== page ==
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Churches in Manitoba Court of Appeal to Challenge COVID-19 Rules

December 13, 2022 4:32 PM | The Canadian Press

By Steve Lambert, The Canadian Press

Gavel - Judge - Court

A gavel sits on a desk in Ottawa, Wednesday, February 13, 2019. (THE CANADIAN PRESS/Adrian Wyld)

WINNIPEG — Lawyers for seven Manitoba churches made another attempt Tuesday to have some of the province’s former COVID-19 restrictions declared invalid.

The churches say public health orders in 2020 and 2021 that temporarily closed in-person religious services, then permitted them with caps on attendance, violated the Charter of Rights and Freedoms.

A Court of Queen’s Bench justice previously rejected that argument, saying the restrictions were both necessary to prevent the spread of COVID-19 and allowable under Section 1 of the Charter.

The churches’ lawyer told the Court of Appeal that the trial judge erred in not fully examining whether less restrictive rules could have achieved the same goal.

“The key issue is whether less intrusive options were available,” Eugene Meehan told the court.

“So many other businesses could be open when churches were closed.”

At the trial in 2021, health officials testified that strict public health orders were needed to quickly contain the spread of the novel coronavirus as the number of cases spiked and hospitals were strained. The shortage of intensive care beds became so severe at one point in 2021 that dozens of patients were flown to other provinces to free up bed space.

Manitoba’s public health orders changed frequently along with case numbers. At times, many non-essential retail stores were closed and church services were restricted to online-only. People were limited in having guests in their homes.

Dr. Brent Roussin, the province’s chief public health officer, had said that close, prolonged indoor contact was a prime driver of cases and such contact occurs at church services, wedding and funerals.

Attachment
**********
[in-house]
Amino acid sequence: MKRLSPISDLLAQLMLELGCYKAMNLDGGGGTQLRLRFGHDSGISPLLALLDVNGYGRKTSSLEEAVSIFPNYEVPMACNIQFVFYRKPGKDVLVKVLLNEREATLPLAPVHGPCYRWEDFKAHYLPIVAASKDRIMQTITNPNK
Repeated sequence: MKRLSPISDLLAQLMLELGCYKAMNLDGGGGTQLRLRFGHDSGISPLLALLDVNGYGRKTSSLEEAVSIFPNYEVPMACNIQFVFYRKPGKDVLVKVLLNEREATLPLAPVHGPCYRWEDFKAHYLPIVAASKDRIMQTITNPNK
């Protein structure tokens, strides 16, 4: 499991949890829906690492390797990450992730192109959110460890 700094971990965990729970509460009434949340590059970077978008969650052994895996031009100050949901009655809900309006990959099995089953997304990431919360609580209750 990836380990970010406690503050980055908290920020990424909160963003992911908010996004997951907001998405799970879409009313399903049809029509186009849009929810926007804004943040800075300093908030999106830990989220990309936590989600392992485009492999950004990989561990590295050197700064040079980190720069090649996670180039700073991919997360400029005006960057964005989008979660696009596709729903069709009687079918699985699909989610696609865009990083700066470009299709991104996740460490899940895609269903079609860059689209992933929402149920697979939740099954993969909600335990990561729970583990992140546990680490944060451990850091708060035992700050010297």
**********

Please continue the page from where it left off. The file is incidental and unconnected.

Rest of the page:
Meehan told the Court of Appeal that religious services faced stricter rules than restaurants, stores and other businesses. Even when in-person services were first allowed, the cap on attendance was lower than at a shopping mall.

Meehan said religious services are more protected by the Charter than shopping and should not face stricter limits.

“Non-constitutionally protected activities and businesses are permitted (under the former orders) … and constitutionally protected activities are not.”

The government’s lawyer, Charles Murray, said the trial judge — Chief Justice Glenn Joyal — considered all the evidence, including testimony from expert witnesses for the churches who said fewer restrictions were needed. Joyal, in the end, sided firmly with government experts, including the chief public health officer.

“He found that they were all credible and reliable witnesses,” Murray said.

The risk of virus transmission is greater in church, Murray said, where people gather for prolonged periods and sing or take communion.

Murray asked the panel of three judges to consider how the public health orders curtailed the spread of COVID-19.

“The (health) system was on the brink of collapse,” he said.

“We saw that the transmission of the virus … went down.”

The churches are also appealing the trial judge’s ruling that the chief public health officer is within his rights to issue broad public health orders without more public oversight or legal restraint. The orders require approval from the provincial health minister, Joyal said in his ruling, and provincial law lays out and limits what can and cannot be ordered.

The Court of Appeal judges reserved their decision and did not indicate when they would deliver it.

The Manitoba government lifted all COVID-19 public health orders in March of this year. Meehan said it is important for the court to rule on the case so governments have guidance for future public health emergencies.

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